In the earlier days of capitalism, the wealthy didn’t have to worry about pension costs. None of the employees working 12-hour shifts in Andrew Carnegie’s steel mills had a pension.

Like weekends, it was unions that won pensions. Capitalists look back fondly to the days when they didn’t have to worry about health or pension costs.

When Haiti was the richest colony on earth in the 1780s, the average life expectancy for enslaved Africans there was just 21 years.

French slave drivers expected to get 10 to 15 years of unrelenting labor from these workers.

Working Africans to death produced super profits. These riches encouraged French capitalists to challenge King Louis and the feudal aristocracy.

There would have been no French Revolution without Haiti.

Living too long for capitalism

Capitalism’s Industrial Revolution is now around 250 years old. Workers in British cotton mills worked 12- and 14-hour days while enslaved Africans picked the cotton from “no-see” in the morning to “no-see” at night.  

The Industrial Revolution was built upon the African Holocaust and the holocaust of Indigenous peoples in the Americas. It was profits from enslaved Africans that financed James Watt’s first steam engine. (“Capitalism and Slavery” by Eric Williams)

All the inventions of the last two centuries pale when compared to the increases of life expectancy and the decreases in infant and maternal mortality.

These advances in medicine were connected with the rest of science. Wilhelm Röntgen was awarded the first Nobel Prize in Physics in 1901 for discovering X-rays.

But as Dr. King said, “of all the forms of inequality, injustice in health is the most shocking and inhuman.”

From 2006 to 2010 in Wisconsin, Black mothers giving birth had a five times greater death rate than white mothers. Between 2013 and 2015, Wisconsin’s Black infants were three times more likely to die by age one than white infants.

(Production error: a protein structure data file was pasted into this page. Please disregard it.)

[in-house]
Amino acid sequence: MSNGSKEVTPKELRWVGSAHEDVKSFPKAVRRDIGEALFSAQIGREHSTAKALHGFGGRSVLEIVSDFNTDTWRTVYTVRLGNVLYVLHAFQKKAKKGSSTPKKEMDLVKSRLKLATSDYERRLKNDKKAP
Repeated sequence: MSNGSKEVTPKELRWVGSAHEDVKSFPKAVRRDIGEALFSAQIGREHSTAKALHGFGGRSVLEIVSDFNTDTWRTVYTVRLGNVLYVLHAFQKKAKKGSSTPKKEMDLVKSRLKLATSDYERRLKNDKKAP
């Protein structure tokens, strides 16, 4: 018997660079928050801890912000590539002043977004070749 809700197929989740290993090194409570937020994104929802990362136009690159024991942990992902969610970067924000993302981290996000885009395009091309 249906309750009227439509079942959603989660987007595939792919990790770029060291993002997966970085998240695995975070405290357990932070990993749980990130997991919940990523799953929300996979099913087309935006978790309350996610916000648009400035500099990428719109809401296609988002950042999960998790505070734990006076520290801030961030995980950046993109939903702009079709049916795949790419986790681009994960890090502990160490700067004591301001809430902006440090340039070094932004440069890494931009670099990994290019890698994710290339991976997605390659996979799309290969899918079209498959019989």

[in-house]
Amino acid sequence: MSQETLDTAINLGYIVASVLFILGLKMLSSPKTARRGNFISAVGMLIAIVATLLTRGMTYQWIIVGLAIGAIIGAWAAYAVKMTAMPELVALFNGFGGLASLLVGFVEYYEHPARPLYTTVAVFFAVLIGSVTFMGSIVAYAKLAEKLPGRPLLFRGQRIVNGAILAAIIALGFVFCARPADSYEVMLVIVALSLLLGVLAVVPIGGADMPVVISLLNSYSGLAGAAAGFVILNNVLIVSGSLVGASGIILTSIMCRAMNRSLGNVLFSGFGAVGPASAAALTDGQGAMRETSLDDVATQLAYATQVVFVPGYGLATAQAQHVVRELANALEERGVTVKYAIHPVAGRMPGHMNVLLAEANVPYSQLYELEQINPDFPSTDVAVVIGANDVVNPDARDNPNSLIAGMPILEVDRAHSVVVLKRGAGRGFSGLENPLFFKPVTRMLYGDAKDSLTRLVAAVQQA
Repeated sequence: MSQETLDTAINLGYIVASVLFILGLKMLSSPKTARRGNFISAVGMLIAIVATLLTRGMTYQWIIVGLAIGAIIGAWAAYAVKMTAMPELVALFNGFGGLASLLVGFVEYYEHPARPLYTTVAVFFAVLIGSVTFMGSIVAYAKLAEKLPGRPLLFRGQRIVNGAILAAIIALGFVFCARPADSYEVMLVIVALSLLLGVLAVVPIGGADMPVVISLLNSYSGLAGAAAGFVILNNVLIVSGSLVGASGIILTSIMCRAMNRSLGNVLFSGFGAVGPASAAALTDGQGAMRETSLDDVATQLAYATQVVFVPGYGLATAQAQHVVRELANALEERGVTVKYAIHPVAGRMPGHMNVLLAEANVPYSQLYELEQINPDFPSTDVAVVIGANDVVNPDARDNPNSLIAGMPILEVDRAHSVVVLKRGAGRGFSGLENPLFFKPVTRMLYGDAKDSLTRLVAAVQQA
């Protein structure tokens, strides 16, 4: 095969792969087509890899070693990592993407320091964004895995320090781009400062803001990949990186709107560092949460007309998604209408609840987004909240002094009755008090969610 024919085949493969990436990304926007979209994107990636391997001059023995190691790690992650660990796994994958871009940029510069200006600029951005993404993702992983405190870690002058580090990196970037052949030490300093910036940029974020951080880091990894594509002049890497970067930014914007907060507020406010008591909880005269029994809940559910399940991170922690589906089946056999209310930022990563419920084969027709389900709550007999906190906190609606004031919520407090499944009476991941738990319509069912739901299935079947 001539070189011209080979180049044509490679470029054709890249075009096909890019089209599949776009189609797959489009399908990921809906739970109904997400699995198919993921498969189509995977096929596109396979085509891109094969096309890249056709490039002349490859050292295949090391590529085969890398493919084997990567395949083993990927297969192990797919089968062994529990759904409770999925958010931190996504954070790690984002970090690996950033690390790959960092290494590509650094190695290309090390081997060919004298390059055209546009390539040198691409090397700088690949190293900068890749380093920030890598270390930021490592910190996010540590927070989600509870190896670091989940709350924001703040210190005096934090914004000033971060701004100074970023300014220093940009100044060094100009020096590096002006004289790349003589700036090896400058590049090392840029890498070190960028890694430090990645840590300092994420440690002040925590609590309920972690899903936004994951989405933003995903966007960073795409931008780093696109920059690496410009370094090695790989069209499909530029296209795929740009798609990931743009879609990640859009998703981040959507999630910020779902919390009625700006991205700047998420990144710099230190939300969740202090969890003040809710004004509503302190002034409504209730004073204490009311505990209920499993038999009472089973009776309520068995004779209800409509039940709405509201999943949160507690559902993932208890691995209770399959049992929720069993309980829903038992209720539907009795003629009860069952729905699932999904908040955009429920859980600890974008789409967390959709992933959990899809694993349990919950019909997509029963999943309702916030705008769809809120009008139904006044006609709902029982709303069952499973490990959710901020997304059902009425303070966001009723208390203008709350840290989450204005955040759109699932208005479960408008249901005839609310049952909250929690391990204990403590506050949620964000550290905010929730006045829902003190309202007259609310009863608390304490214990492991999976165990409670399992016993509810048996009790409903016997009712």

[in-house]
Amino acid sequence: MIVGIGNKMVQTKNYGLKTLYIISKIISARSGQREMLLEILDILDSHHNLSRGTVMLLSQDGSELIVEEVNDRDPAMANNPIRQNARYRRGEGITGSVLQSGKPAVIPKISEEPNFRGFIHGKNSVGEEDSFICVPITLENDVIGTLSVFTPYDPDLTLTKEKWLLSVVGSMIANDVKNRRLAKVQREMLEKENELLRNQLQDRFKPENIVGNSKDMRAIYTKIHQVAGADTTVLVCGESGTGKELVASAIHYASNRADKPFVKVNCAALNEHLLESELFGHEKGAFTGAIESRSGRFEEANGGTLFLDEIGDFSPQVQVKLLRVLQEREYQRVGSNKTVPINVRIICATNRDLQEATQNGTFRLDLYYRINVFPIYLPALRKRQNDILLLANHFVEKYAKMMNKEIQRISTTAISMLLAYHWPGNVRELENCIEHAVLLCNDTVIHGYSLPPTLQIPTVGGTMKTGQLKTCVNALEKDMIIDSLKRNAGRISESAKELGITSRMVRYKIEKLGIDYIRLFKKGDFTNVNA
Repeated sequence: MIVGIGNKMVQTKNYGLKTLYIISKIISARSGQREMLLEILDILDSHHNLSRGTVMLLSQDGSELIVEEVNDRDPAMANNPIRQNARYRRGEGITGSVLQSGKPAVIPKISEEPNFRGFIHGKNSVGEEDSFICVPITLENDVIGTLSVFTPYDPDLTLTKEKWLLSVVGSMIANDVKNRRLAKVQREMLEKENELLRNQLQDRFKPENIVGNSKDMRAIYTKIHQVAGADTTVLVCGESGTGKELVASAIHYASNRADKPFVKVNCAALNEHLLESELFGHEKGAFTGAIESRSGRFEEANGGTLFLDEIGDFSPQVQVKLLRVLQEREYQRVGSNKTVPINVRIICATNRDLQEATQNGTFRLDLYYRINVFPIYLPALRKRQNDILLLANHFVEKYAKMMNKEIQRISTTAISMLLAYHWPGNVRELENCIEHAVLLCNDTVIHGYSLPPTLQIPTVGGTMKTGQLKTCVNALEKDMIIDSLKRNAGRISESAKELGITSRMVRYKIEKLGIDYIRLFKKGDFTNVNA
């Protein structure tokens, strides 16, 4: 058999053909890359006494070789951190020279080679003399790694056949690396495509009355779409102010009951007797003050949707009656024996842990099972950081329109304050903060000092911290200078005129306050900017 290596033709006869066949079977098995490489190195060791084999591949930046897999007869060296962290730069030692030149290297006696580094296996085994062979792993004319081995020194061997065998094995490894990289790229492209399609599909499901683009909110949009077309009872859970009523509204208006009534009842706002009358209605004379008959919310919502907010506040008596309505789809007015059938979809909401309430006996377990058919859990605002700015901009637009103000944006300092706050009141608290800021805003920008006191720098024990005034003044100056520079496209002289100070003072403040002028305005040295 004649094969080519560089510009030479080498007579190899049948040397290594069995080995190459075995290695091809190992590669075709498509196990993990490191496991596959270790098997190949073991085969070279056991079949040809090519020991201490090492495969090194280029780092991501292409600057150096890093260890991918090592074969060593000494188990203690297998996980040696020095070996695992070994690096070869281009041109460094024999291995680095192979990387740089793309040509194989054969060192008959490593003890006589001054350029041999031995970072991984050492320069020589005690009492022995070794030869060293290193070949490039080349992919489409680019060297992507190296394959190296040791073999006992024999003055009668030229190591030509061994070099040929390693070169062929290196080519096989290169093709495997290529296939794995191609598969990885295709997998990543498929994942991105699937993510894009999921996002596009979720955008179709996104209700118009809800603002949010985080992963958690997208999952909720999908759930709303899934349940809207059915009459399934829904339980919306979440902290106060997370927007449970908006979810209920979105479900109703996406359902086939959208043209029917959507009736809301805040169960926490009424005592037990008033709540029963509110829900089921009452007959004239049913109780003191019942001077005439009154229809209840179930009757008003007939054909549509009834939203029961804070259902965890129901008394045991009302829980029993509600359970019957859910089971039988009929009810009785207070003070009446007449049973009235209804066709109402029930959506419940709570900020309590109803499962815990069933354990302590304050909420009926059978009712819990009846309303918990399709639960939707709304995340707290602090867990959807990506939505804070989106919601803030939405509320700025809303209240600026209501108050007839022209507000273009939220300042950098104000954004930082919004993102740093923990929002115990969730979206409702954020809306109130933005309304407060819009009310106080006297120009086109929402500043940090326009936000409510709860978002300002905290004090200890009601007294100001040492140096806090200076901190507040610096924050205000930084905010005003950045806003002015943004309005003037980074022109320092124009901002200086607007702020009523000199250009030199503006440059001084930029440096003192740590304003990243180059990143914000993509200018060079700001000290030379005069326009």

Human beings are fundamentally equal. These shocking and unequal death rates are the products of the racist profit system.

Pfizer and Moderna delayed supplying COVID-19 vaccines to Africa, Latin America and South Asia. They did so because of the higher prices that could be charged in the U.S., Canada, and Europe.

The failure to launch a worldwide effort against the coronavirus led to the Omicron surge of infections and deaths.

Billionaires enjoy a heaven on earth and want to live forever. Why should they die like the rest of us mortals?

The world’s first billionaire — John D. Rockefeller — started New York City’s Rockefeller University, a leading research facility. A few blocks away is the Sloan-Kettering cancer hospital, named after two General Motors millionaires.

Because of the class struggle waged by poor and working people, the advances in health care were partially and unequally shared.

By 1976, GM CEO Roger Smith whined that the corporation’s health care costs were greater than what it spent on steel. (“Balancing Act: The New Medical Ethics of Medicine’s New Economics” by E. Haavi Morreim)

Smith was appalled that the well-being of GM’s workers and their families was costing more than the price of cold, inanimate steel. 

In business pages of newspapers, articles constantly appear lamenting the growth of the population that’s 65 years or older. To capitalists, retired workers are just an expense.

You’re supposed to work for them until you drop. That’s another reason to organize a socialist revolution.  

Socialist Cuba is proud of its 2,000 people who are older than 100. Members of Cuba’s Young Communist League work with and learn from older folk. 

The labor movement needs to demand “jobs not jails” and a minimum $3,000 monthly pension for seniors and disabled people.